The term “Ecosystem Approach to Fisheries” (EAF) was adopted by the FAO Technical Consultation on Ecosystembased Fisheries Management held in Reykjavik from 16 to 19 September 2002 (FAO, 2003). Thereby the EAF should be seen as an evolution of traditional fisheries management and not as revolution. The term “approach” indicates that the concept delineates a way of taking ecosystem considerations into more conventional fisheries management (Garcia et al., 2003). The Reykjavik FAO Expert Consultation (FAO, 2003) was introduced the main purpose of an ecosystem approach to fisheries is to plan, develop and manage fisheries in a manner that addresses the multiplicity of societal needs and desires. (Kempf, 2009)

Under the World Summit in Johannesburg in 2002, the participants were committed to implement an ecosystem approach to fisheries management within 2010 (Norwegian State Secretary Ulriksen, 2006). In 2003, the UN’s Food and Agriculture Organisation (FAO, 2002) published guidelines for an ecosystem –based management approach to fisheries. The guidelines emphasized that fisheries should be conducted to limit the impact on ecosystems. Moreover, it also states that dependent and associated species being harvested should maintain their ecological relationship for further generation to be able to benefit from them.

The North Pacific Fishery Management Council (NPFMC) (the US fisheries in the Bering Sea) was supposed that ecosystem approach to fisheries management should consider the interactions among fisheries and their target species, their direct and indirect impact on other species and this influence on target fisheries, as well as broader ecosystem actions such as climate, predate or play relationship and other socioeconomic activities (NPFMC:71). The plan sees other activities that affect the marine ecosystem, such as communities, shipping, oil and gas development, and military. (Tonje Fingalsen, 2009)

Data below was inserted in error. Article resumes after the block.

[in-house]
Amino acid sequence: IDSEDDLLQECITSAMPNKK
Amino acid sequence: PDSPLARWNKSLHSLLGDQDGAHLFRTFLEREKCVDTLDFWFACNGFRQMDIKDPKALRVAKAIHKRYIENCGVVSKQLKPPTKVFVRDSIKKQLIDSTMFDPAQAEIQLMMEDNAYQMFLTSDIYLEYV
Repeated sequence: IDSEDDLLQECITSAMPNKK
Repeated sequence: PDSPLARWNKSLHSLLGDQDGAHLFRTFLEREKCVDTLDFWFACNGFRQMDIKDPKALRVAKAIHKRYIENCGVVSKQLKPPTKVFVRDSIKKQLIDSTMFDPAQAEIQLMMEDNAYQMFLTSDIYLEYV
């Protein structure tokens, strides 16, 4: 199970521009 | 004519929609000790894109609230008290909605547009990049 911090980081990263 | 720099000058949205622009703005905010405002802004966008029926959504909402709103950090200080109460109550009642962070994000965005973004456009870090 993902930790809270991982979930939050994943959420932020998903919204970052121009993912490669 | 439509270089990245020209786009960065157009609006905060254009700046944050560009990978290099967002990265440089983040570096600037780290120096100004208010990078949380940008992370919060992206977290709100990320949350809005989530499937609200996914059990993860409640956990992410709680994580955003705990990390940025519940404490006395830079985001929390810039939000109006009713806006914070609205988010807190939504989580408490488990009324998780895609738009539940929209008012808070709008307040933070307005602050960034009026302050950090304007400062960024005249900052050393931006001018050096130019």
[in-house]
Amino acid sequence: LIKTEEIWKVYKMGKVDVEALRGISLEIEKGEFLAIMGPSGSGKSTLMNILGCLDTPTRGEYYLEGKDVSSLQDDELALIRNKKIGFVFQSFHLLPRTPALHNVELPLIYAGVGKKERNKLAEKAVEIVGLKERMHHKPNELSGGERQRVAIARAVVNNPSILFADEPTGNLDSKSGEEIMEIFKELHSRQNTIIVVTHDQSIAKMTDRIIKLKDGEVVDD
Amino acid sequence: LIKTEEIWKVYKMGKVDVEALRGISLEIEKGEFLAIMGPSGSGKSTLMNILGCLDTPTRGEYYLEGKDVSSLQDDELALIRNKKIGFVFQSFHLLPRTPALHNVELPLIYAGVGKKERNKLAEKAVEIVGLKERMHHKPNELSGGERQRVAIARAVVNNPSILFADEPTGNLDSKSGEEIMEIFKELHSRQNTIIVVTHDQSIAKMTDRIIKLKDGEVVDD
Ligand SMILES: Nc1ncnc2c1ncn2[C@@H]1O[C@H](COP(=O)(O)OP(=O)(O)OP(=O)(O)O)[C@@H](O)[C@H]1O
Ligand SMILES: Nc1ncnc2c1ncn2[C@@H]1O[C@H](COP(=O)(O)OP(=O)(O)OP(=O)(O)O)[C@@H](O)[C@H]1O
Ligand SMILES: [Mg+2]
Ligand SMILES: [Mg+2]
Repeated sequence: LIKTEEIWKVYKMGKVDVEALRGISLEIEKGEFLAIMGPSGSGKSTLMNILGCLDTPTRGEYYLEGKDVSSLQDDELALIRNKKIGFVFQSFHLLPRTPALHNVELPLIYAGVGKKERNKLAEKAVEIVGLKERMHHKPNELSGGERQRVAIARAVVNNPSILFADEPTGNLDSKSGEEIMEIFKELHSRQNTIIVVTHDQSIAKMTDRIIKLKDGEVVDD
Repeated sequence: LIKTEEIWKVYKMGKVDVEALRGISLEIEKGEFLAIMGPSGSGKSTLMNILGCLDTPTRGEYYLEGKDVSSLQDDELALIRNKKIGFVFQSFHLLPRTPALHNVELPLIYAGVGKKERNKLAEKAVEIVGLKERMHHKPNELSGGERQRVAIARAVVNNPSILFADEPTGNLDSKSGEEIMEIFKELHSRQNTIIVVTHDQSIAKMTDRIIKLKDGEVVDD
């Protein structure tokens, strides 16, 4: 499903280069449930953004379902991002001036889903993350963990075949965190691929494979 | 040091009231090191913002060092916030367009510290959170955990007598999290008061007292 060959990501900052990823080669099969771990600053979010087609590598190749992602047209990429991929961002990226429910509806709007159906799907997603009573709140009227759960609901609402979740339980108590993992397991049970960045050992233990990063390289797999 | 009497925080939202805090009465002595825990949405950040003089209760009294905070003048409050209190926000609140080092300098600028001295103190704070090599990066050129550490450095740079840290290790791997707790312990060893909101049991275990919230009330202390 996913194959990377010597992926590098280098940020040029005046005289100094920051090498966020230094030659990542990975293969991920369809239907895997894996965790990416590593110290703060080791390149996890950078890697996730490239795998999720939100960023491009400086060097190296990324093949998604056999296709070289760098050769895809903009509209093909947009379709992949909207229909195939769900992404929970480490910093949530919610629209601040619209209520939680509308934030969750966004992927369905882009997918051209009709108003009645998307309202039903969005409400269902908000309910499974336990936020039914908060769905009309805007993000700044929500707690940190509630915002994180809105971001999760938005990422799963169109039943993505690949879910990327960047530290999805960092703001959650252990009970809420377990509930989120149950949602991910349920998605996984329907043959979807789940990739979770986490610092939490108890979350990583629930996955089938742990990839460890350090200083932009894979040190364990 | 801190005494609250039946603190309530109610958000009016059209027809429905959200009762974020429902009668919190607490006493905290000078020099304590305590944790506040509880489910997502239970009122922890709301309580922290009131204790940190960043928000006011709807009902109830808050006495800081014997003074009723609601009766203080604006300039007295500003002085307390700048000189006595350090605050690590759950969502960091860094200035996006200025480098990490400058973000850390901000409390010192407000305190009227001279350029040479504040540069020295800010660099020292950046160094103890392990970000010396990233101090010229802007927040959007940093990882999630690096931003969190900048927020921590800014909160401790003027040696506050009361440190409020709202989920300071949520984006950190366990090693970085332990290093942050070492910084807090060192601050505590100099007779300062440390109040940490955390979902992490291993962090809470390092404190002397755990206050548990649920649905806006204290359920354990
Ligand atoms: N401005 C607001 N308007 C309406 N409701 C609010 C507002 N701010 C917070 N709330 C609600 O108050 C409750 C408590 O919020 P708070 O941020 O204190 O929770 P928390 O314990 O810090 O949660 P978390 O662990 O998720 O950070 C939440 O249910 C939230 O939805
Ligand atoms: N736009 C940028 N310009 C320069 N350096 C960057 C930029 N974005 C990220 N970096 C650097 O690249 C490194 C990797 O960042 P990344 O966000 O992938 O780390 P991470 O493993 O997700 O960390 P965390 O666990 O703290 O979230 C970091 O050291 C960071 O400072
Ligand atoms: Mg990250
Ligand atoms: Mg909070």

Arctic Marian Ecosystems

The Arctic is the habitat of more than 21,000 species, well adapted to cold: mammals, birds, fish, invertebrates, plants and fungi, including lichens, as well as tens of thousands of species of microbes.

The Arctic is a unique opportunity to keep large intact ecosystems to their original set of species. The implementation of this feature will help to preserve the integrity of Arctic biodiversity and sustainability of Arctic communities.

Biodiversity in the Arctic is degraded, but the immediate adoption of decisive measures will help to keep extensive and relatively intact ecosystems tundra, mountains, fresh water, seas, and the role that they play in the livelihood of mankind.